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Review: Batman Europa #4

Batman Europa #4“The last tango”

Better late than never. This review I mean, not the comic. I had such high hopes for this story and with every new issue it waned tremendously. The concept was so brilliant: Force The Batman and his greatest nemesis The Joker to work together to save each other’s lives. It should have been a rocket ride of insanity down the river Styx. Instead it was a very poor attempt at a costumed Abbott and Costello.

To no one’s surprise it was Batman who played the straight edged foil to Joker’s serrated zaniness. At first glance it seemed like a magically pairing made in darkness but after that first stellar issue (once Jim Lee left the art chores) it all unraveled quickly.

In a nutshell, both Batman and the Joker have been poisoned by the deadly Colossus Virus that is ravaging their bodies at an alarmingly increasing rate. This in turn forces the pair to travel the globe and frantically search for a cure for their salvation. There you’re all caught up. (No, seriously you are. Not much has happened in this series)

So in between their deadly backpackery through Europe, at each stop they get closer to the one behind it all. The source of all their torment. Was it worth the wait? Is this their darkest hour?

This is where I just about threw my hands up in protest. I saw the only saving grace for this faltering tale, was the reveal of the evil mastermind behind this chaos. The reveal of this scheme should have been a master of mechanization, someone who really takes both Batman and the Joker to the limit. Instead we got neither. I stated in a previous review that this was a chance to either elevate an underappreciated member of Batman’s rogues gallery or create a new supervillain altogether. That wasn’t the case. The revelation was so underwhelming and seemed shoehorned. I have no urge to go back and read previous issues but I suspect if I did, there won’t be any real clues to who was behind it all. It was almost as if they just went with the notion of using one of the most overused (albeit popular) villains they could. Now even if I could get behind this man torturing the Dark Knight, his reasoning for including the Joker was just lame. Plus don’t even get me started on the poison resolution as it was plain idiotic. It was cliché and trite and just lacked imagination. The other downside was that they dispatched with their “monumental” foe with barely any difficulty. I mean both Batman and Joker are at the brink of death and they are able to make such short work of the mysterious adversary. It felt very Saturday morning cartoonish. It seemed like it only ended so quick because their was no more issues to come and the creative team had parameters they needed to adhere to.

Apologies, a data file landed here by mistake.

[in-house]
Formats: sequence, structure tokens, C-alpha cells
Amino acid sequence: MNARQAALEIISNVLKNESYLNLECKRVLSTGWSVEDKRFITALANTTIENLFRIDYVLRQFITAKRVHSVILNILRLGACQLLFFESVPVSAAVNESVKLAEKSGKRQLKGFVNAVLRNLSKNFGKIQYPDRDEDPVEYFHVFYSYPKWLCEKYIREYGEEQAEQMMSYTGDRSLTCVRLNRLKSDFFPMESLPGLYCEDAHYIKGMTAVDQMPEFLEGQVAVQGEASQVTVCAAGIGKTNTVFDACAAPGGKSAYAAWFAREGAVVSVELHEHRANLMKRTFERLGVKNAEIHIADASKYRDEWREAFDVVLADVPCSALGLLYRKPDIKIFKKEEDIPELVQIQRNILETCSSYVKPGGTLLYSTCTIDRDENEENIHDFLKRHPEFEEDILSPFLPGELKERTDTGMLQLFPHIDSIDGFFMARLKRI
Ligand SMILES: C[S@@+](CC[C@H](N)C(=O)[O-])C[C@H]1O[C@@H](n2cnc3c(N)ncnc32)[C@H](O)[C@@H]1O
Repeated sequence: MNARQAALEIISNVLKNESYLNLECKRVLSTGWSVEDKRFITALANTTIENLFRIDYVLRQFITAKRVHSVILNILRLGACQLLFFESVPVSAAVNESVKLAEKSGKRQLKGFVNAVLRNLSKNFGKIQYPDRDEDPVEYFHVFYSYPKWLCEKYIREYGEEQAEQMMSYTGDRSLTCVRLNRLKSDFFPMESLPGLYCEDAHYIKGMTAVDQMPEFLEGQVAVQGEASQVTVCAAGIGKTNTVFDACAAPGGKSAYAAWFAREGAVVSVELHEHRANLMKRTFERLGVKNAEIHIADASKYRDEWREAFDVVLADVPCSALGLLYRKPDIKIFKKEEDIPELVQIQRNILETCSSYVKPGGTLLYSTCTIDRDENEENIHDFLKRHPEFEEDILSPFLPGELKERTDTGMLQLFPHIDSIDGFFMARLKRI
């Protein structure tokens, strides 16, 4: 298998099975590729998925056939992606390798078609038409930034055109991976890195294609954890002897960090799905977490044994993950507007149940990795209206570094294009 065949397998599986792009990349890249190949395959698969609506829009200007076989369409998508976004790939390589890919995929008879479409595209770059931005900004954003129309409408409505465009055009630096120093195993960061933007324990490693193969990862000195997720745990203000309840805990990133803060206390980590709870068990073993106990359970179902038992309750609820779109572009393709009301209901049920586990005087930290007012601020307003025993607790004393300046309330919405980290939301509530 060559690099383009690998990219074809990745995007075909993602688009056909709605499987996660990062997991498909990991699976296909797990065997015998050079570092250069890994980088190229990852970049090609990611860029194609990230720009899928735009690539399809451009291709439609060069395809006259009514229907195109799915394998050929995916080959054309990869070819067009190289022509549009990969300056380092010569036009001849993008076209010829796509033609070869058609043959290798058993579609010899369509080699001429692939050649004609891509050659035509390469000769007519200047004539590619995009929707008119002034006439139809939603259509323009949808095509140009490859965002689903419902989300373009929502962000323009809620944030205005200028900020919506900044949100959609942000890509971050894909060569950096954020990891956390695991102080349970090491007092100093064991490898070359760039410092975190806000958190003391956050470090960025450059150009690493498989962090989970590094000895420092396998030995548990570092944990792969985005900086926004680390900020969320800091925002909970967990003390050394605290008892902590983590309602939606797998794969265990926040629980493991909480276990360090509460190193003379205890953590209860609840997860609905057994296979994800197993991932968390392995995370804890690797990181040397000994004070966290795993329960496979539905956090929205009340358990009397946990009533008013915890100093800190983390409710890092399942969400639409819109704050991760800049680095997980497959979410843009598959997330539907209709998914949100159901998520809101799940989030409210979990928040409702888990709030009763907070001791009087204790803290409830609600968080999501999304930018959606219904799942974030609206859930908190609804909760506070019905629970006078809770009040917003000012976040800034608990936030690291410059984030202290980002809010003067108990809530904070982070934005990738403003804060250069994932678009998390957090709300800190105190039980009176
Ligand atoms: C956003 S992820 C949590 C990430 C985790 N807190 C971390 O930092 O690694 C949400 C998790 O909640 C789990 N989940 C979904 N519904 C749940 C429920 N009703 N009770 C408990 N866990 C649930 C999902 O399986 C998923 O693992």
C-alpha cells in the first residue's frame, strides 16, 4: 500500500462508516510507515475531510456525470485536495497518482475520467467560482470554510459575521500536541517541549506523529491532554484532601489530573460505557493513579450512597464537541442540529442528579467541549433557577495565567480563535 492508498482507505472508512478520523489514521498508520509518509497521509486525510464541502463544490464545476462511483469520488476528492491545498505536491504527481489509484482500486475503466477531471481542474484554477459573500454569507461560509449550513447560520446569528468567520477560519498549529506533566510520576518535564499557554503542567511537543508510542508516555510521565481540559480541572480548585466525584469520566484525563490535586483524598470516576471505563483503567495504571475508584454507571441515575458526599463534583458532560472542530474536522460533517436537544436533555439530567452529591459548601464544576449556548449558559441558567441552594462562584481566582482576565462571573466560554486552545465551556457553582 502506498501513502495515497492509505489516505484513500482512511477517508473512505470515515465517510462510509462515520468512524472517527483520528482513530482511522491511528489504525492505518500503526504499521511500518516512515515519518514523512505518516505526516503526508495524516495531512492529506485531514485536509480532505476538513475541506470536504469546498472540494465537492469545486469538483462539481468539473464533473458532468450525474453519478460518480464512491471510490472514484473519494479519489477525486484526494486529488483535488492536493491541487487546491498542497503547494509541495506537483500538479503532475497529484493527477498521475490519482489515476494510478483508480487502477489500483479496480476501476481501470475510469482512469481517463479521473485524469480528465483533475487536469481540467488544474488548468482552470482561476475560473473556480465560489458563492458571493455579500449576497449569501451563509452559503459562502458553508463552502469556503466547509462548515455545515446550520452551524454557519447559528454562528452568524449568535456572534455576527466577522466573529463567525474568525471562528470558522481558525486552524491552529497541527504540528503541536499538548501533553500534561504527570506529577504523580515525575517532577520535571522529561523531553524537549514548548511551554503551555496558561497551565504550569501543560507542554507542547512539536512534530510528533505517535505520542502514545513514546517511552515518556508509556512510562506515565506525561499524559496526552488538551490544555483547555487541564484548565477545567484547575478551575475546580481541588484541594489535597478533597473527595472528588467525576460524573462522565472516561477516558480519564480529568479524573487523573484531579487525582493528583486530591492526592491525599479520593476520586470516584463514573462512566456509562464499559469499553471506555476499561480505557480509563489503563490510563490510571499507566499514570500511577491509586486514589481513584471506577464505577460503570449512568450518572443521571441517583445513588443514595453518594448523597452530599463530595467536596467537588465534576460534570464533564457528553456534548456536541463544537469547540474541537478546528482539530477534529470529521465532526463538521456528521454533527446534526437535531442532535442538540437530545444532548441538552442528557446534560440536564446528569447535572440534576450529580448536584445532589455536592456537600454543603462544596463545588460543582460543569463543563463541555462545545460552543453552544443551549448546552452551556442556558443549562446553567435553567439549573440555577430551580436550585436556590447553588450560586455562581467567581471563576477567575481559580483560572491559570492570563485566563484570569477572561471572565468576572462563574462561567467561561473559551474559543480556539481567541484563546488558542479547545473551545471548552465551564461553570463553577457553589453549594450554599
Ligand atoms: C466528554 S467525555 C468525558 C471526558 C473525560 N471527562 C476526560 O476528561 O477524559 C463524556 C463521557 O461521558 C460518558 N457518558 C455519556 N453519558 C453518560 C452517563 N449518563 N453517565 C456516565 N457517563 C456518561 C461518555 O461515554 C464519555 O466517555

At this point you’re probably wondering if there was anything redeeming or that I enjoyed about this issue. Well I can say that I didn’t mind the art as much as I did the previous two issues. It was less scratchy and more stylized this time around. Again I’m a big fan of Giuseppe Camuncoli (See his monthly work on Amazing Spider-Man, it’s great) but this interpretive painting style just doesn’t suit him well here. The writing, I am saddened to say I have been very disappointed by Brian Azzarello, who tends to do great work but this just wasn’t his game this time around.

Overall: A very exciting premise with a lot of promise and it just missed the mark with every arrow it had in its quiver. If you want to see a story where Batman and the Joker are uneasy allies, play Arkham Knight for your favorite video game console. It is done far better and Mark Hamill even voices the Joker. Always a win in that case. So while I think it’s great we get out of continuity Batman tales from time to time, this is one that should have never made if off the cave floor. Guano for me. Next time Bat-Fans…

Story: Brian Azzarello Art: Giuseppe Camuncoli
Story: 4.5 Art: 6 Overall: 5.5 Recommendation: Pass

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